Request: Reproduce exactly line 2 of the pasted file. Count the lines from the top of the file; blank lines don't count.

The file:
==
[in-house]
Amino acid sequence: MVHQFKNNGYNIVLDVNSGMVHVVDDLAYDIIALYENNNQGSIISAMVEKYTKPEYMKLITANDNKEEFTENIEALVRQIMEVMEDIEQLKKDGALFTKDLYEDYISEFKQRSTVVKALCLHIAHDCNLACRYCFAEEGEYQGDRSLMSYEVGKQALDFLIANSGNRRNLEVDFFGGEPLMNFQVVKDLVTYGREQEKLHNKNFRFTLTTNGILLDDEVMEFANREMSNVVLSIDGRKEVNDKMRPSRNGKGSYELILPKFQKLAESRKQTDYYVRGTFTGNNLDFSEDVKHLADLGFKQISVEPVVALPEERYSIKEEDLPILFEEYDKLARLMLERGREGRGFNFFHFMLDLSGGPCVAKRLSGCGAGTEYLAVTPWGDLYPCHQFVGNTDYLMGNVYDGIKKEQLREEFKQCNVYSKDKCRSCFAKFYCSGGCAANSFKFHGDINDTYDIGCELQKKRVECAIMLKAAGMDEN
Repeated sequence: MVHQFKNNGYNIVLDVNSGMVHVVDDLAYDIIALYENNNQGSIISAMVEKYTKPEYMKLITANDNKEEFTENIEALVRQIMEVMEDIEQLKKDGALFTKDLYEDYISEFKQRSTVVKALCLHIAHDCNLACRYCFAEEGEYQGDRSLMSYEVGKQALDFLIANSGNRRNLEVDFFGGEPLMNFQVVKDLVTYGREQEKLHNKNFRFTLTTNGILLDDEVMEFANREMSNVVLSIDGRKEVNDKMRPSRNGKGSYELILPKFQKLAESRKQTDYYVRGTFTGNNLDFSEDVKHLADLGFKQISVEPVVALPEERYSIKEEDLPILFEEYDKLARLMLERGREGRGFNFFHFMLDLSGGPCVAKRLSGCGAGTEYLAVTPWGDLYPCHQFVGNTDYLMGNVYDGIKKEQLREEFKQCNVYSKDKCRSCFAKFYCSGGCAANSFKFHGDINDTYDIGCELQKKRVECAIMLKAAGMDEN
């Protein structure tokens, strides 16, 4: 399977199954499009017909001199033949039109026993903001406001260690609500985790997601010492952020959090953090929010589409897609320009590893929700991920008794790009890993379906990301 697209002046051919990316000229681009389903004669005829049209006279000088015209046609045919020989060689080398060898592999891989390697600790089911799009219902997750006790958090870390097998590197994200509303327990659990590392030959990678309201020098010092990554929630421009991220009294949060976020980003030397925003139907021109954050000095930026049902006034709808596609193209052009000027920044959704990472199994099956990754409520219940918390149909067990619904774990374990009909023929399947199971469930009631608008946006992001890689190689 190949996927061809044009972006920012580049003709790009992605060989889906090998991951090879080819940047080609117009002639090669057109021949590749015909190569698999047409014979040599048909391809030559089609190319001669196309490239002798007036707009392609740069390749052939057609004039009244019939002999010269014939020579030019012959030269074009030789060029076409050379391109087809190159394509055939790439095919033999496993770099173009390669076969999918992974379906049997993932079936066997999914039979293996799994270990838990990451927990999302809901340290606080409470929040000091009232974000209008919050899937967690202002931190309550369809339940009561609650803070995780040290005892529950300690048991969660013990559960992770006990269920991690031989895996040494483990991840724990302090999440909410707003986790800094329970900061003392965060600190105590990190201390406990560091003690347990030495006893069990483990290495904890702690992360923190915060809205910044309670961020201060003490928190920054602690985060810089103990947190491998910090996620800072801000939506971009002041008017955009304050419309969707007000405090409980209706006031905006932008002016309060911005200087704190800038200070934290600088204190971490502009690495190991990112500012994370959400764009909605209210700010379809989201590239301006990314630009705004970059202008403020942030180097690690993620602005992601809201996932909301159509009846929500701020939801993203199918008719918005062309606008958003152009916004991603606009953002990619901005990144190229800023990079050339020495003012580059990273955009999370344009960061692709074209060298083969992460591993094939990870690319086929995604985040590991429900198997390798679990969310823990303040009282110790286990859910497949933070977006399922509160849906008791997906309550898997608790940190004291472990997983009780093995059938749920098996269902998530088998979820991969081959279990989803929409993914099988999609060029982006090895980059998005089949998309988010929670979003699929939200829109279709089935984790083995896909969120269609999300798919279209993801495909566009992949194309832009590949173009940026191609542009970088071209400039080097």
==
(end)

Amino acid sequence: MVHQFKNNGYNIVLDVNSGMVHVVDDLAYDIIALYENNNQGSIISAMVEKYTKPEYMKLITANDNKEEFTENIEALVRQIMEVMEDIEQLKKDGALFTKDLYEDYISEFKQRSTVVKALCLHIAHDCNLACRYCFAEEGEYQGDRSLMSYEVGKQALDFLIANSGNRRNLEVDFFGGEPLMNFQVVKDLVTYGREQEKLHNKNFRFTLTTNGILLDDEVMEFANREMSNVVLSIDGRKEVNDKMRPSRNGKGSYELILPKFQKLAESRKQTDYYVRGTFTGNNLDFSEDVKHLADLGFKQISVEPVVALPEERYSIKEEDLPILFEEYDKLARLMLERGREGRGFNFFHFMLDLSGGPCVAKRLSGCGAGTEYLAVTPWGDLYPCHQFVGNTDYLMGNVYDGIKKEQLREEFKQCNVYSKDKCRSCFAKFYCSGGCAANSFKFHGDINDTYDIGCELQKKRVECAIMLKAAGMDEN